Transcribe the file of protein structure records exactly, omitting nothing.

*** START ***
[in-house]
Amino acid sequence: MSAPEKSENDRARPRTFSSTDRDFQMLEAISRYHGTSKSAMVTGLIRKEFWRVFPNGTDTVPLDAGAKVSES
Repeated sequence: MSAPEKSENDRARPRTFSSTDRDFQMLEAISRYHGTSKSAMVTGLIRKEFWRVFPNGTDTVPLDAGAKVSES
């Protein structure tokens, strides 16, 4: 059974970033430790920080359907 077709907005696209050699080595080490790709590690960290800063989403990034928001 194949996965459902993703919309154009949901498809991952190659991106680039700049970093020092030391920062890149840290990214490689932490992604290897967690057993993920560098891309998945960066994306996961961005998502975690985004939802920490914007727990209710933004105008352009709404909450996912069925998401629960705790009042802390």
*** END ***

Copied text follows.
[in-house]
Amino acid sequence: MSAPEKSENDRARPRTFSSTDRDFQMLEAISRYHGTSKSAMVTGLIRKEFWRVFPNGTDTVPLDAGAKVSES
Repeated sequence: MSAPEKSENDRARPRTFSSTDRDFQMLEAISRYHGTSKSAMVTGLIRKEFWRVFPNGTDTVPLDAGAKVSES
């Protein structure tokens, strides 16, 4: 059974970033430790920080359907 077709907005696209050699080595080490790709590690960290800063989403990034928001 194949996965459902993703919309154009949901498809991952190659991106680039700049970093020092030391920062890149840290990214490689932490992604290897967690057993993920560098891309998945960066994306996961961005998502975690985004939802920490914007727990209710933004105008352009709404909450996912069925998401629960705790009042802390």